Jun 19


Tag: JournalKal @ 11:20 am

So I have this colleague, hugely senior in his field.

A friend and I once sat down and realised that not only did he have more than double our combined clinical experience, but that he was practicing medicine at a senior level before we were born.

He’s internationally renowned, travels the world lecturing and consulting.

He’s gentle, kind, garrulous and generous almost to a fault. His pragmatism in medicine and in his personal conduct is exemplary.

He is exactly the sort of person you should strive to be.

A true target for one’s future.

But you’d never know it.

Because (and I’m onto him on this) he has this neat little trick. He’ll engage you in conversation, ask you about yourself, find something in your response to hang the next question on (and this may well be a topic that he is very familiar with) and then he’ll hit you with this:

“It’s really not my area, you’ll know much more more about it than me…”

I’ve seen him do this in several situations. I’ve flown into Med-Evac jobs in the desert with him and he’s come over the intercom in my ears.

“This isn’t my field…you take the lead.”

It’s not buttering you up, or sycophantic. He manages to make it sound like a simply practical matter, and then acts on it. This is no empty gesture, followed by him taking the lead anyway, as I’ve seen others do in the past. That’s the adult equivalent of giving your kid a “big boy’s job” because they’re desperate to help in the kitchen.

No, he deliberately puts himself onto the back burner to allow you to shine, and you come away from any encounter with him thinking “What a thoroughly lovely bloke…”

And I’ve stolen his trick.

I hate awkward conversations, that feeling where one of you is desperately paddling to get the other one to come along and keep the discussion flowing. The best conversations, I tend to find, are those where both parties are secure in their own understanding of where they stand. I never feel awkward when discussing with a patient what my thoughts are regarding their condition, because we each have a clearly stated role – patient/clinician.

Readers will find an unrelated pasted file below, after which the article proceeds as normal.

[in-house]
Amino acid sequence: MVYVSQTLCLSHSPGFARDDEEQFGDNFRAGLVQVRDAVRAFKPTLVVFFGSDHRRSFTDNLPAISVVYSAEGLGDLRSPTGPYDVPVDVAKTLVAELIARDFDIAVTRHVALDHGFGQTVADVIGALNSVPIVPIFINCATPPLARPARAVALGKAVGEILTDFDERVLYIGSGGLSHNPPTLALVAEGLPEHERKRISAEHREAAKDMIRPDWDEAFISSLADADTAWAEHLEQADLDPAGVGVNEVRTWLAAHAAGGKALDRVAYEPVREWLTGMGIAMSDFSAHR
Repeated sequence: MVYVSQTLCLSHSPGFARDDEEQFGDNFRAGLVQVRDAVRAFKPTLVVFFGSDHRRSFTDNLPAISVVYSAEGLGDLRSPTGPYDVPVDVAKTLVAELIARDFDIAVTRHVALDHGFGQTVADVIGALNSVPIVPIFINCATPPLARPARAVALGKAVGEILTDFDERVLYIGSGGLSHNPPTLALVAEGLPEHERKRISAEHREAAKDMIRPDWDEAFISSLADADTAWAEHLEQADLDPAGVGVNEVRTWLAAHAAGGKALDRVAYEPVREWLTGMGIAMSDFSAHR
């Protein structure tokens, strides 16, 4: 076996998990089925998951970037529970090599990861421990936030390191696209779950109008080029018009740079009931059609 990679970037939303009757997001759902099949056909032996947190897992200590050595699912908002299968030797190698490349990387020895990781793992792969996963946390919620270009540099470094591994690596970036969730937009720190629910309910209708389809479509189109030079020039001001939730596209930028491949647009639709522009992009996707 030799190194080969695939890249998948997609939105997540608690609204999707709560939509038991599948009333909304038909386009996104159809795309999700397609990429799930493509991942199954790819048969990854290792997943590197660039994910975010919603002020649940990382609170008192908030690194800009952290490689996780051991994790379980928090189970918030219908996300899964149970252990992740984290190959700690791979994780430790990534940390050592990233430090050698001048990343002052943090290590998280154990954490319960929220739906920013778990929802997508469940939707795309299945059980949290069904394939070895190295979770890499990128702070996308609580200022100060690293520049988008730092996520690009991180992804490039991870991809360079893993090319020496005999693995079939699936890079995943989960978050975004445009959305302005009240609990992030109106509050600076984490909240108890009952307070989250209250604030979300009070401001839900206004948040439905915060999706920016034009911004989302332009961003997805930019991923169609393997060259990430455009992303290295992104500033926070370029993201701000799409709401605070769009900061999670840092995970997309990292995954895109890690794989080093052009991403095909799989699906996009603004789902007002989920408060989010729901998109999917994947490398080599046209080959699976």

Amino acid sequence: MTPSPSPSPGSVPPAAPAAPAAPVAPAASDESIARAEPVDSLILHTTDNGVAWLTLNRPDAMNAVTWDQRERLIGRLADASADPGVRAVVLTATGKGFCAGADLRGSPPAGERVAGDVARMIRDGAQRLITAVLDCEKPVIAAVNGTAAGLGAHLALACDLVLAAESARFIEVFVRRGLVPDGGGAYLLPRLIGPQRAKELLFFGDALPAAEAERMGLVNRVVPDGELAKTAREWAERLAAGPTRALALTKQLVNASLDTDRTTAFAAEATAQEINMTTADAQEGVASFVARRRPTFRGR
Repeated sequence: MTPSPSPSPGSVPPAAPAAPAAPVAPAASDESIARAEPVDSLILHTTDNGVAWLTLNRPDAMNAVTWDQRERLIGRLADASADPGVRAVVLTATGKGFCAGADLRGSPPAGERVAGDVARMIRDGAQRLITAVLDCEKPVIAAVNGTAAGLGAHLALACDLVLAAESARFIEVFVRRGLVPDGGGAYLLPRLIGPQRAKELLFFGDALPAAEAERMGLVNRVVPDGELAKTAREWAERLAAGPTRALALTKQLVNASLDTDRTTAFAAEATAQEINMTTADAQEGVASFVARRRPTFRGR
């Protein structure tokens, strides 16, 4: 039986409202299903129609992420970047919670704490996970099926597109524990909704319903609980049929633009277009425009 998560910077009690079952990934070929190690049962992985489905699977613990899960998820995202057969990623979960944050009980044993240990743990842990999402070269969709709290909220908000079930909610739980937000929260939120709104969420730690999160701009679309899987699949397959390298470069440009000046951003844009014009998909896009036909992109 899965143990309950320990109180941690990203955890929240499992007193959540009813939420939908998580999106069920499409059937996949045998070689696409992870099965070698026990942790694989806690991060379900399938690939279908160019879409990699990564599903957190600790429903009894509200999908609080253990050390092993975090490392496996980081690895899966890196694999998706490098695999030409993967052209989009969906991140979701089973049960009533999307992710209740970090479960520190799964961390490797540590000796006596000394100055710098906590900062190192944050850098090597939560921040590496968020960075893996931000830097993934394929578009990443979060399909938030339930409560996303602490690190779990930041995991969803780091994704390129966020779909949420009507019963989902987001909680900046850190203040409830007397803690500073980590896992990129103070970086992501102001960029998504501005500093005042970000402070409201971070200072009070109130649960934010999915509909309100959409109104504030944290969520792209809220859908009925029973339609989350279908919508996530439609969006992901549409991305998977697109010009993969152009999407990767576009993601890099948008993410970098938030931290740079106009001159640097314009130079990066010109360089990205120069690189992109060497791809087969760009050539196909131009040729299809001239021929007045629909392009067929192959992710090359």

These roles can be clearly defined, but not necessarily always comfortably. Often when one party is driving the conversation by trying to appear interested, it can fall into a pattern of interrogator/prisoner. Equally not good.

So the other day, as I’d met someone for the first time, I asked them about their day job. They were, it turned out, studying an area of psychology, particularly memory creation. It turned out that I had listened, just the day before, to a podcast about exactly this and I was excited to find someone to discuss it with.

But before I jumped in with “Oooh, I know about this…”, I started with “I heard something like that…it’s probably very simplistic compared to what you’re doing, though.”

She, sweetly, encouraged me to elaborate and together we vanished down a path of animated discussion.

Anybody else out there got any conversation hacks?

5 Responses to “Humble?”

  1. Old Geezer says:

    The son of some friends of my wife’s parents (no really) used to start every conversation with, “Tell me about this.” He would pick something of interest to you and then step back to let you expound. I have tried to use this as much as possible since I first heard him say this some 55 years ago.


  2. Jon says:

    There is a lot of stuff written about doctor patient interaction. Google John Heritage UCLA and watch 4 years of your life disappear!

    Much love


  3. Peter Miles says:

    It’s not really a conversation hack as such but if I meet anyone who seems a little shy I ask them what they do. You know as a job or a hobby or whatever seems most important to them. Follow that up with “You know, it’s strange but everyone elses job/hobby/whatever always seems more interesting than your own. Why is that?”

    This never fails to bring on an interesting conversation, and I learn stuff too which is always handy!


  4. World'sMostAnxiousPerson says:

    I love that idea. I’m now in a job where I have to schmooze people and I find it really awkward, am so going to try that !!



  5. VinaigretteGirl says:

    Sadly, it’s all too easy with men to just say “tell me what you do” and 8 times out iof 10 that’s twenty minutes gone, no bother…

    Seriously, though, the best social conversation hacks I’ve found, especially in groups of mixed foreign-language people, is to ask about favourite foods, perhaps what their mum or dad cooked “for special”, and that can be a great general topic that moves on to recipes, tastes, agriculture, climate, whatever. Also, everybody was a child at one time, and subliminally it helps strangers reach out to at least one common, universal experience.


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